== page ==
It was a sunburned time, with skinned knees and scuffed shoes. Madonna was singing about dreaming of San Pedro, kids were on skateboards and some boy called Pinochet was on the news.
The days were long, luxurious and loveable. We had freckles. Linekar went to Barcelona and United got a new manager. Freddie Starr was eating rodents, Wham were in the charts and Wham Bars were in the shops.
It was 1986 and it was a great time to be alive.
We also discovered, early that summer, that one of the local public houses would allow kids to enter the premises for a brief spell during the afternoon, without accompanying adults but only for a single game of pool. It was a revelation!
Previously the exclusive domain of big, hairy men in coats, the pub was like a different planet, when we first edged around the door and asked if we could play. A sticky, tiled floor, the air heavy with a strange melange of stale beer and smoke; a mysterious contraption in the corner known as the Poker Machine… it was magical and so long as we were quite – seen and not heard – we were often permitted a second round of this new and beautiful game.
Thus began an infatuation with blue chalk and cues and hunting for ten pence pieces (it cost 20p a game). The Henry Hippos were cracked open and we descended on the place en masse as if we’d just discovered the meaning of life, which was, evidently, at that time, the ability to sink the black to clinch the title.
The downside of ten-year-olds playing pool in a pub (apart from the question of legality) was that you’re weren’t really catered for, in terms of refreshments. You could pick up a pack of Scampi Fries for the same price as a game of pool and there may or may not have been peanuts on the go, but Happy Meals were a long time distant. Small glass bottles of Coke or Club Orange with a straw were available (actually straws might not have been invented) but these were generally more expensive than the same tins across the road in the shop although, unfortunately, you didn’t have time to go to the shop, not with the final of the World Championships of Pool taking place under your nose – and you were one of players.
I can’t quite remember who decided to order that first pickled egg, out of the jar which looked decidedly ominous on the shelf behind the bar, like it should have been in a dusty laboratory instead of a local pub. I can’t quite remember how much they cost either but when the game was afoot and sustenance was required for the competitors, pickled eggs became the go-to snack.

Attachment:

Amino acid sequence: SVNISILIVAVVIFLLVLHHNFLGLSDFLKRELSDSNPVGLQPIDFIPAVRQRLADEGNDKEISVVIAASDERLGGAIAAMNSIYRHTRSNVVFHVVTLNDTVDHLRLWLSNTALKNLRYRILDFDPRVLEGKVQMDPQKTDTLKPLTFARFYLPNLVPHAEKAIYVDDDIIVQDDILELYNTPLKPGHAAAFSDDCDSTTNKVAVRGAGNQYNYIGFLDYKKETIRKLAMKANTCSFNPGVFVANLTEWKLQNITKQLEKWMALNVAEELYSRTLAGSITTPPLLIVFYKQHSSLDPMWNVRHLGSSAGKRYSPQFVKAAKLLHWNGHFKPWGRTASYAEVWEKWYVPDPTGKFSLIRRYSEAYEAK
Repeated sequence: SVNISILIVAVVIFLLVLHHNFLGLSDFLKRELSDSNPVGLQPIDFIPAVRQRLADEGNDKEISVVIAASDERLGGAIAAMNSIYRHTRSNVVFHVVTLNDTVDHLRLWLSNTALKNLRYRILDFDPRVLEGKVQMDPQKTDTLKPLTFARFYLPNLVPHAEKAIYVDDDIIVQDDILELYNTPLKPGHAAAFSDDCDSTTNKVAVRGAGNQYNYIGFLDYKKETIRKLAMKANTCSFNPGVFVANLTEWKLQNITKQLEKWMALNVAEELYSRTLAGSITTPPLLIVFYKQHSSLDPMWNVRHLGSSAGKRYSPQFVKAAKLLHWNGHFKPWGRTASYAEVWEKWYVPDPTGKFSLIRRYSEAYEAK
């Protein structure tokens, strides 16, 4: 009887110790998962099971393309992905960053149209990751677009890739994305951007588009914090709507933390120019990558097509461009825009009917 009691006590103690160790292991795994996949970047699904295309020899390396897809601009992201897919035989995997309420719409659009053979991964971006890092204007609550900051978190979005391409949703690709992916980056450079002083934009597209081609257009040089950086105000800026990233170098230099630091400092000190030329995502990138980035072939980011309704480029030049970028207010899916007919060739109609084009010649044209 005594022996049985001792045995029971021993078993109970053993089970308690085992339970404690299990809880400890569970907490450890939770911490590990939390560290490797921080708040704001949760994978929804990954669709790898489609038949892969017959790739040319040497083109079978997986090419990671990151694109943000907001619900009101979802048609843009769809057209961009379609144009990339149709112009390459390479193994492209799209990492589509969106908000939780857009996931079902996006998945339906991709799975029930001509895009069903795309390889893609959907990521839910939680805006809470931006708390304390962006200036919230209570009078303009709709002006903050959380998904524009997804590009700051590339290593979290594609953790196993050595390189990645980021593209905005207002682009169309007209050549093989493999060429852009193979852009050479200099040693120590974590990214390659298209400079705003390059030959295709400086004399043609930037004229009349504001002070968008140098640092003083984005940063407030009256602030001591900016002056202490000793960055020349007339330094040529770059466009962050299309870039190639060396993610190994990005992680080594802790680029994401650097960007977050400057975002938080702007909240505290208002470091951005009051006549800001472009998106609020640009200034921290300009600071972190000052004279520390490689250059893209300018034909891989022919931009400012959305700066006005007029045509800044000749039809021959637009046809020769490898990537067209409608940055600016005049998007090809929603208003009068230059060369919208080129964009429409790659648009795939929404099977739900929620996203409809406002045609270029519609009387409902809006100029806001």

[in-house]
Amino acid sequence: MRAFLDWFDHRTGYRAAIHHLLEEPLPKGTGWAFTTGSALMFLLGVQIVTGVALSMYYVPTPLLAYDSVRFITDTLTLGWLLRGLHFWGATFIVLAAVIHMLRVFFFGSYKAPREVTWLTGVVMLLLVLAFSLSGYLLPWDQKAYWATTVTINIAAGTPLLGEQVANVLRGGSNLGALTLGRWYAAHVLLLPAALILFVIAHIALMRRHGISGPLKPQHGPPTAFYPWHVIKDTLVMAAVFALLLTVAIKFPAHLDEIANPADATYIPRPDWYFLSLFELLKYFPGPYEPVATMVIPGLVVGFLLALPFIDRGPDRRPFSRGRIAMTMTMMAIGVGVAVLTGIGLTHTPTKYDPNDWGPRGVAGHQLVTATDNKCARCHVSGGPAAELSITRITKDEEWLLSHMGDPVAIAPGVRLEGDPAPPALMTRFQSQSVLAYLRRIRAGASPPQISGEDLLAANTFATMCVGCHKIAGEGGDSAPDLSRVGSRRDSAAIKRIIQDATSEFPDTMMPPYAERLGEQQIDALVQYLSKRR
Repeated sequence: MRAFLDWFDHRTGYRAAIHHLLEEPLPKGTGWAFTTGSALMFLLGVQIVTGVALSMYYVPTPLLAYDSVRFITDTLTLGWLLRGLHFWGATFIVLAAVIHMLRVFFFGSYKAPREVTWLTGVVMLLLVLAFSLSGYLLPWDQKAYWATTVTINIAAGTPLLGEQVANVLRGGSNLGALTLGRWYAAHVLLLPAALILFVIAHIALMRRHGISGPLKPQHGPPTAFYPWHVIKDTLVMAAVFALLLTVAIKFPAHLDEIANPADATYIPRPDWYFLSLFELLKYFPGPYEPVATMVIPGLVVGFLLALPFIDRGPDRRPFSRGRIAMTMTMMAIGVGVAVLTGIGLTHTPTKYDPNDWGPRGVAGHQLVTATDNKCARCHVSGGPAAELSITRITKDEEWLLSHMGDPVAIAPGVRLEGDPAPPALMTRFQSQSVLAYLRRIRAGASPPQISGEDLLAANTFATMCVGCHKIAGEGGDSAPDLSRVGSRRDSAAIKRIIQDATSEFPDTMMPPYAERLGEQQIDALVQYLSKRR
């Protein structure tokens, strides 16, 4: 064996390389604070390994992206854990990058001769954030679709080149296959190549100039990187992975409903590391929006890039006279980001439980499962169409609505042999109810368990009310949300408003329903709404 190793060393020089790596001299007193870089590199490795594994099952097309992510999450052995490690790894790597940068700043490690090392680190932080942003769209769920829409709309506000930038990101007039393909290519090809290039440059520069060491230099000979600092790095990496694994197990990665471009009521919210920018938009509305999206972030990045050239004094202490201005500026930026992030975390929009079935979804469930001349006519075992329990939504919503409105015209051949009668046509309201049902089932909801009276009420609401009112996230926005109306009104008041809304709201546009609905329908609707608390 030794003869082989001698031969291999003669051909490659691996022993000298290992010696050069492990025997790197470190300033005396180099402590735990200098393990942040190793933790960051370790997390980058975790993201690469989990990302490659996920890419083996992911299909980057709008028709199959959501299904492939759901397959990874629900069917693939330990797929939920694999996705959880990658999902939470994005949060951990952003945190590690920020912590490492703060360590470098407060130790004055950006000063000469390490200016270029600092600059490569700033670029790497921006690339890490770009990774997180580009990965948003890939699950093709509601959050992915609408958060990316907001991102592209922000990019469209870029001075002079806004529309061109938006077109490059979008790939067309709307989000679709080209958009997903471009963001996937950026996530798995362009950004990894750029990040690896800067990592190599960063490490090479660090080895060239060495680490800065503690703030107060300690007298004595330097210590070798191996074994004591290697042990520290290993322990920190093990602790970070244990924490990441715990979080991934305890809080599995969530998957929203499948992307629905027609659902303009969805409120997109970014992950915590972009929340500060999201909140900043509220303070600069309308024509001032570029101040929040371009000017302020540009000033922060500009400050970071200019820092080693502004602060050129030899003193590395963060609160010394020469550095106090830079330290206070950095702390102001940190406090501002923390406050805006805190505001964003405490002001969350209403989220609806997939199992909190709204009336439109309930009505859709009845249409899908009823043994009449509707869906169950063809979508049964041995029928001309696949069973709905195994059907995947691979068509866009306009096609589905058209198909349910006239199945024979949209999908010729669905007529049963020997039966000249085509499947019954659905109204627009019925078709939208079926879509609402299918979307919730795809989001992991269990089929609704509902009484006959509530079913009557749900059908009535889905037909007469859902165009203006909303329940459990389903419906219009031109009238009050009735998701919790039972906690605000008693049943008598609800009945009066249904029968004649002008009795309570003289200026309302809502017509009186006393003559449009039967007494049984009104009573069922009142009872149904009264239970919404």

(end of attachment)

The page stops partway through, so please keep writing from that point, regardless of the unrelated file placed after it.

And thus began an infatuation with these potent, vinegar-y treats. Perhaps because they were so strong of flavour, we delighted in being served a pickled repast, complete with saucer, fork and salt seller. We could pretend we were big, hairy men in coats and the pub was, for a brief time on a sunny afternoon, our own temporary domain.
Fast-forward to pandemic times and with pubs on the cusp of a return, what better time to reacquaint ourselves with this classic delicacy, albeit a delicacy of acquired taste. Do pubs even stock these brawny bites any more? I don’t know. But if they don’t, they should.
Last month, after living for too long without pickled eggs in my life, I set about fashioning some at home, as you can see from the pics included. To that very end, I purchased a large container of pickling vinegar and a similarly large, clip-top receptacle and I set about reminding myself of that most magnificent year in the ‘80s when happiness came in the shape of two 20 pence pieces and a friend with whom to play pool.
Some recipes I looked at suggested a multitude of embellishments for my home-pickling like mustard seeds, sugar, bay leaves and spices. However, I wanted my eggs to remind me of those long, luxurious and loveable days and so I went for the plainest of plans.
Apparently, one to two weeks is enough time for the eggs to ‘mature’ in the vinegar but I was only able to hold out for a mere seven days before diving in with a spoon to fish out a dome of delight – which is more difficult than it sounds, especially if, like many big, hairy men, there are pints on the scene. Eventually though, I managed to snare my quarry and onto a saucer it went with a pinch of salt and a smile. What was it like?
I closed my eyes and I was ten again. Madonna was still singing, the floor was sticky and I could almost scent that strange melange of stale beer and smoke.
As I’m writing this, I took a break to take the photos included and that meant eating another of my eggs, which only seem to be getting better with age. They are sharp to the point of painful but you know what they say: No pain, no gain. The only thing missing was the pool table.
Sort it out.
Sing it Madge!”
“And when the samba played, The sun would set so high, Ring through my ears and sting my eyes, Your pickled-egg lullaby.”
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